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7 Self-Care Tips for Nurses

Nursing is rigorous work involving long hours, intense focus, continual motion and fast thinking. And, the caregiving may not end once nurses arrive home because they also may have partners, spouses or children who need their attention. Nurses deal with sick, injured and terminally ill patients at work as well as laundry, cooking and house cleaning at home. Nurses should not ignore the constant stress and exhaustion they feel. They need to take care of themselves so they can provide safe care to patients and enjoy their time away from work.

What Is Self-Care?

Self-care means doing something that helps you maintain your mental, emotional and physical health. Everyone has a different way of coping and decompressing so the right kind of self-care depends on the individual.

Why Is Self-Care for Nurses Important?

Without practicing self-care, nurses may experience burnout, compassion fatigue or depression. Nurses who do not find ways to restore their energy and mental capacity run the risk of becoming unmotivated and lethargic at work. This can impact their ability to provide proper care to patients, thus increasing the occurrence of avoidable medical errors and poor patient satisfaction.

What Are Some Self-Care Steps Nurses Can Follow?

Nurses need to make room in their day, both at work and at home, to relax and revitalize their body and mind. Here are seven self-care suggestions for nurses:

  1. Pause during the day.You need to find moments in your workday to get away from patients so you can breathe and disconnect for short periods. Maybe you want to listen to a song, fit in a quick walk or meditate. Do whatever helps you unwind. Additionally, you should not put off taking a bathroom or lunch break because relief and nourishment aid you in staying attentive to your patients’ needs.
  2. Set boundaries at work and home.Often, nurses have to work mandatory overtime. But that does not mean you have to always be readily available to work on your scheduled off days. The best way to avoid answering calls, texts and emails is to turn off phones and computers. You have to let go of the guilt and savor your downtime.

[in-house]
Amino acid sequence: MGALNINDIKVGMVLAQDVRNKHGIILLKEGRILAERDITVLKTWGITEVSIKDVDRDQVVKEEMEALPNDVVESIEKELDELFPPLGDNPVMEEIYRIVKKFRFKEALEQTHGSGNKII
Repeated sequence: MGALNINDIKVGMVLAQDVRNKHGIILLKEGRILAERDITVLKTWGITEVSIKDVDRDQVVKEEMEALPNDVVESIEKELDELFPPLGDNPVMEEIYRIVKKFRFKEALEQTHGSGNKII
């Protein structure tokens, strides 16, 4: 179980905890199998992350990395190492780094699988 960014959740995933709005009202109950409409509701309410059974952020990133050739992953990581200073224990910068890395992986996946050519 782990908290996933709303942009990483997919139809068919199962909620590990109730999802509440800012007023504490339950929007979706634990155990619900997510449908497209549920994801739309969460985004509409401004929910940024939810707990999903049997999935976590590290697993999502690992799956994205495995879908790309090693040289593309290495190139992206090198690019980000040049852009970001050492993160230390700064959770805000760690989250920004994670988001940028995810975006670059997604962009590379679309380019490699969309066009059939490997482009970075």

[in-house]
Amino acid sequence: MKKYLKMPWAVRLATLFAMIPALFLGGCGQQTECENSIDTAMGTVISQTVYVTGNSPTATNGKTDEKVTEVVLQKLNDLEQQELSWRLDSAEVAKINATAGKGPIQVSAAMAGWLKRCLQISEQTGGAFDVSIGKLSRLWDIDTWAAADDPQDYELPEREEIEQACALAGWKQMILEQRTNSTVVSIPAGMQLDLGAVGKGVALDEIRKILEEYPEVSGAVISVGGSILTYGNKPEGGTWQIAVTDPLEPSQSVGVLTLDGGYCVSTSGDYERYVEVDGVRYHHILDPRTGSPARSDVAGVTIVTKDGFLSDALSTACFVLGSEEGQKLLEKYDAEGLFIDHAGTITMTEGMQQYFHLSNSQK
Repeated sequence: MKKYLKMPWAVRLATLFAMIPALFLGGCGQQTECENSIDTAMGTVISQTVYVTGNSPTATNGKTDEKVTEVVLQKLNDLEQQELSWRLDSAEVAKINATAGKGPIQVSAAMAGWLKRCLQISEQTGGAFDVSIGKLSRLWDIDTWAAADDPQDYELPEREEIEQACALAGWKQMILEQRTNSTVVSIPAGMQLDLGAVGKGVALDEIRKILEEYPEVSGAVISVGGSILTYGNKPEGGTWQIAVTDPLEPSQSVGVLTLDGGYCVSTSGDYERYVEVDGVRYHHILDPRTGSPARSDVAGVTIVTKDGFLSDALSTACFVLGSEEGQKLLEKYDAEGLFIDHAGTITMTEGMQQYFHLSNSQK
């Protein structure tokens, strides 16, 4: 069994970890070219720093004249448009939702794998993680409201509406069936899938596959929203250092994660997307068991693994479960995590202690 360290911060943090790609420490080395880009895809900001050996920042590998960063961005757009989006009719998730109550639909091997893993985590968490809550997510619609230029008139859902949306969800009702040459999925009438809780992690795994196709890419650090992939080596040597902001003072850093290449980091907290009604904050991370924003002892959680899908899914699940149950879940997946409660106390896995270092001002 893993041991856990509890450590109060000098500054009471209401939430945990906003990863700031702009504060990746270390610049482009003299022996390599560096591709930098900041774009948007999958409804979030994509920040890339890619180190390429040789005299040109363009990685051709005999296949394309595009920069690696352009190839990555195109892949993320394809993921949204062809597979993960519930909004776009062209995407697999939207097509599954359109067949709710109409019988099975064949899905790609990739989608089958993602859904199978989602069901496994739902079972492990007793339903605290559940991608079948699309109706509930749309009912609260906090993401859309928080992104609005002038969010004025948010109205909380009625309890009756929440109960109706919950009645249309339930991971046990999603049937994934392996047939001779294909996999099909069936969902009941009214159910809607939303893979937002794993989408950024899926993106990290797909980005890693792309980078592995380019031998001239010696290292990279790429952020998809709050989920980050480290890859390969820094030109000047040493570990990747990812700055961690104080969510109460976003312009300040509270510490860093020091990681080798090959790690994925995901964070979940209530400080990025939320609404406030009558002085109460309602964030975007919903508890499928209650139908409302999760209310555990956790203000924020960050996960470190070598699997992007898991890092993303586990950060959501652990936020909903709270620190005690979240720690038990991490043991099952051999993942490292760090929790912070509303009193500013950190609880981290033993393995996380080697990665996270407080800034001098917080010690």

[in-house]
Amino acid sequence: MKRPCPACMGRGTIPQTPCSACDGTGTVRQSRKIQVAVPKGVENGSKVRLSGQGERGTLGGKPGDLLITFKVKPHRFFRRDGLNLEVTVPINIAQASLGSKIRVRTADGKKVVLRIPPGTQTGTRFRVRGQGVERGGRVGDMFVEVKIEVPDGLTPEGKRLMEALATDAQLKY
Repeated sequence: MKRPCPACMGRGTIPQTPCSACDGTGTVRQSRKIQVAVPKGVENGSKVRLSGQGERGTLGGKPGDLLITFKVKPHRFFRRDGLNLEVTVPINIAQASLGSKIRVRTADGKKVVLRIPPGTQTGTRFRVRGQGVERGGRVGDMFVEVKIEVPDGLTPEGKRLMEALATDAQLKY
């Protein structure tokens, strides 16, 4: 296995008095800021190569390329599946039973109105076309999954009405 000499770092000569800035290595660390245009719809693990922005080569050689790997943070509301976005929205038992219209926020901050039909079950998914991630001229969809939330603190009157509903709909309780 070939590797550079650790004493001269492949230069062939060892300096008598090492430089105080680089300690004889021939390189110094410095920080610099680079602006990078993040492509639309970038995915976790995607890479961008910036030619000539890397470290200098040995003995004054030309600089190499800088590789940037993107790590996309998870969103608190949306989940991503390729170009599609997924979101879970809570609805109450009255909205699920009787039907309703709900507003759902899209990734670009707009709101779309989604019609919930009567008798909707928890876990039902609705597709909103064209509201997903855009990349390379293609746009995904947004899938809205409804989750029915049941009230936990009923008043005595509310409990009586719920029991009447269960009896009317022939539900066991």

You can also free up time at home by choosing your commitments. Understandably, you may have family obligations that you want to engage in or that require your participation. However, you do not have to say yes to every invitation you receive. Sometimes you want to read a book or watch a movie instead of going to another barbecue.

  3. Exercise.Even though you are moving on the floor, it is not the same as aerobic exercise, which can improve your cardiovascular health, trim your waistline, raise your stamina, boost your mood and increase brain function. Anything that gets your heart pumping is good. Cardio exercise may include:
    • Cycling.
    • Running.
    • Speed walking.
    • Stair climbing.
  4. Get enough sleep.Restorative sleep is essential for a nurse’s overall well-being. The National Sleep Foundation recommends approximately seven to nine hours of sleep for adults ages 26 to 64. Nurses can judge if they are meeting their sleep requirements by evaluating how alert and energetic they are throughout their shift.
  5. Get regular health checkups.Nurses must maintain their own health in order to deliver optimal care to patients. Nurses need a record of their health history just like their patients. Regular examinations can assist nurses with managing conditions like diabetes or high blood pressure, or detect any potential health concerns.
  6. Travel.You can pack up the car, book a flight or sail away. Sometimes all you need is to set out on an adventure or lounge on a beach — leave your worries behind while vacationing.
  7. Find hobbies or activities you enjoy.Everyone has a different way of relaxing. You can choose from a variety of hobbies and activities that may ease your anxiety, lift your spirits and make you happy. Examples of hobbies or activities that can release tension are:
    • Gardening.
    • Hiking.
    • Painting.
    • Knitting or crocheting.
    • Woodworking.
    • Yoga.

Employers and managers need to eliminate any policies in their organizations that cause nurses to neglect themselves. If you work in a healthcare environment that does not support self-care for nurses, you may want to consider seeking a job at another facility. When nurses are at home, they should elicit the help of their loved ones and form a plan to share household responsibilities. Ultimately, nurses have to be their own caregivers and determine the best course of action regarding their self-care and how to find tranquility.

Learn more about La Salle University’s online RN to BSN program.


Sources:

Health Community Key: 5 Self-Care Tips for Nurses

Nurse.org: Is Self-Care for Medical Mamas Possible? 6 Tips for Nurse-Moms

Nurse.org: 5 Simple Self-Care Practices for Busy Nurses. We’re Not Talking a Spa Day

Daily Nurse: Why Self-Care is Important

Everyday Health: What Counts as Aerobic Exercise?

National Sleep Foundation: National Sleep Foundation Recommends New Sleep Times

Nurses Rx: 7 Self-Care Activities for Travel Nurses

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